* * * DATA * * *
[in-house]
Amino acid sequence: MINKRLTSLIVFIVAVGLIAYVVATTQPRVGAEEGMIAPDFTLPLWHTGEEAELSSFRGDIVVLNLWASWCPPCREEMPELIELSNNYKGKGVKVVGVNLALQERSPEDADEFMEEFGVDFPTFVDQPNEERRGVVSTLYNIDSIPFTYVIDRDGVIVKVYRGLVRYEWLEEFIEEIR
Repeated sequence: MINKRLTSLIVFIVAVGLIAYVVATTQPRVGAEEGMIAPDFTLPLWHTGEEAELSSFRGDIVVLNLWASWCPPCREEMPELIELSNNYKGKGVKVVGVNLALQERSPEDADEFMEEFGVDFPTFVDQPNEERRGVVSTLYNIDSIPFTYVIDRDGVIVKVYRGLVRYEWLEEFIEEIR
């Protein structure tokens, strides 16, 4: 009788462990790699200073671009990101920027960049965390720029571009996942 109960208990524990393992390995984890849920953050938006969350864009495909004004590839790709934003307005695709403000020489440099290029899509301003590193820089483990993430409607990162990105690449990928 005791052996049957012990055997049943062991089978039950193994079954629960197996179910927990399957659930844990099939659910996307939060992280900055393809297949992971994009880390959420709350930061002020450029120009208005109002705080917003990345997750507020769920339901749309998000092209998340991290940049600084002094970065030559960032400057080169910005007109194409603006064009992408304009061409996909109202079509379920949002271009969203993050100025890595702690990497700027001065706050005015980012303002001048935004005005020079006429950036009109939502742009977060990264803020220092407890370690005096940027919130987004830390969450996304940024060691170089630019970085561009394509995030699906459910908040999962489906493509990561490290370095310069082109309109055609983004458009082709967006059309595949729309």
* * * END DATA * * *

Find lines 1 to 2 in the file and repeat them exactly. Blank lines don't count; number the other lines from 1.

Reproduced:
[in-house]
Amino acid sequence: MINKRLTSLIVFIVAVGLIAYVVATTQPRVGAEEGMIAPDFTLPLWHTGEEAELSSFRGDIVVLNLWASWCPPCREEMPELIELSNNYKGKGVKVVGVNLALQERSPEDADEFMEEFGVDFPTFVDQPNEERRGVVSTLYNIDSIPFTYVIDRDGVIVKVYRGLVRYEWLEEFIEEIR